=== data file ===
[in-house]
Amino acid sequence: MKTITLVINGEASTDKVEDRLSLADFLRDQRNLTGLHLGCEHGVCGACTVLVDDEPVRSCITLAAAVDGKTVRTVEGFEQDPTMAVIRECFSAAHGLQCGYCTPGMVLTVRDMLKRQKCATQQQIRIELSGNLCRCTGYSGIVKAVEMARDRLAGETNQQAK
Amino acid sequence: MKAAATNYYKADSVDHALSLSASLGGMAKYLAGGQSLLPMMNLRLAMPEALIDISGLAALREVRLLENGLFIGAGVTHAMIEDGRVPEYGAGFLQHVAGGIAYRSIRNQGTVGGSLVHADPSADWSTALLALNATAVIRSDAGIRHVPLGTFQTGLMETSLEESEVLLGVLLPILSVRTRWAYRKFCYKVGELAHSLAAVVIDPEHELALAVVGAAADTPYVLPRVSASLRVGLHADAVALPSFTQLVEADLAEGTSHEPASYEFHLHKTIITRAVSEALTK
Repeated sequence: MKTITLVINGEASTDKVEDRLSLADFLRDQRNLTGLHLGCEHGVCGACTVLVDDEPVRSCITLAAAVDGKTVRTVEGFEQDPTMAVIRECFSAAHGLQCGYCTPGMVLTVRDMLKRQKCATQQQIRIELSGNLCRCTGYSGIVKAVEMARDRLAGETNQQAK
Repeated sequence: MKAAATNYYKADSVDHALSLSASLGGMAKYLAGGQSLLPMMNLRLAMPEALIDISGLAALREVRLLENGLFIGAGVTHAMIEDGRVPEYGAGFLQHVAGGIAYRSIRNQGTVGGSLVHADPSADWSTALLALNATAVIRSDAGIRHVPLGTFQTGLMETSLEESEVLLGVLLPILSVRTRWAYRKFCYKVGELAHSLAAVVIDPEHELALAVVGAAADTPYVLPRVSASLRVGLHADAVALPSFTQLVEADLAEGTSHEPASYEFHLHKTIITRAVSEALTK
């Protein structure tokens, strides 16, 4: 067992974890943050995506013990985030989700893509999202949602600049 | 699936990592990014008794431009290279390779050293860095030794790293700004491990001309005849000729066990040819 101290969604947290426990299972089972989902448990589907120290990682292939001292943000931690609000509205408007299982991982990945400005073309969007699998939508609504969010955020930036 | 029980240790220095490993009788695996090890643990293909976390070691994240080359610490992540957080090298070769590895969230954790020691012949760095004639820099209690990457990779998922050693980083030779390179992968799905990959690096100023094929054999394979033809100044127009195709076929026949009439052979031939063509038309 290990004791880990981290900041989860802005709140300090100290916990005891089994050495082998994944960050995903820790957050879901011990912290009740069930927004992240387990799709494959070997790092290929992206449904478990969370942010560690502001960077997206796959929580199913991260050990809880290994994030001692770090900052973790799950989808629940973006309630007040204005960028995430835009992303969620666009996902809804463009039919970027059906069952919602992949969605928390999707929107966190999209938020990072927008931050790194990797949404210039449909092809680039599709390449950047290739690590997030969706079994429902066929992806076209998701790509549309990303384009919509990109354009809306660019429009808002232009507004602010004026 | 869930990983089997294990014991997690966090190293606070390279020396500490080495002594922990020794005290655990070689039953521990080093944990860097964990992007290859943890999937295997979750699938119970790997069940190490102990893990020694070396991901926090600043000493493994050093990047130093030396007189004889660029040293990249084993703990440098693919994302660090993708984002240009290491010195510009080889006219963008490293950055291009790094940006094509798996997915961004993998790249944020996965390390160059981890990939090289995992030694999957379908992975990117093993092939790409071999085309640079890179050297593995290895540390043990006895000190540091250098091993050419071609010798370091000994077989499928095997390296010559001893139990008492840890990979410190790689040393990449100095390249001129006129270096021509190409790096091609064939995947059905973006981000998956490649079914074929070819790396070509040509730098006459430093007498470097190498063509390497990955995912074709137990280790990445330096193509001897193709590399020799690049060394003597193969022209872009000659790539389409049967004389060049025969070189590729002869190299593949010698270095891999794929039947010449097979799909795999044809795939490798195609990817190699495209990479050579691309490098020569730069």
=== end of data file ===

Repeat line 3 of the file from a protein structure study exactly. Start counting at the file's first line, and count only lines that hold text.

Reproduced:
Amino acid sequence: MKAAATNYYKADSVDHALSLSASLGGMAKYLAGGQSLLPMMNLRLAMPEALIDISGLAALREVRLLENGLFIGAGVTHAMIEDGRVPEYGAGFLQHVAGGIAYRSIRNQGTVGGSLVHADPSADWSTALLALNATAVIRSDAGIRHVPLGTFQTGLMETSLEESEVLLGVLLPILSVRTRWAYRKFCYKVGELAHSLAAVVIDPEHELALAVVGAAADTPYVLPRVSASLRVGLHADAVALPSFTQLVEADLAEGTSHEPASYEFHLHKTIITRAVSEALTK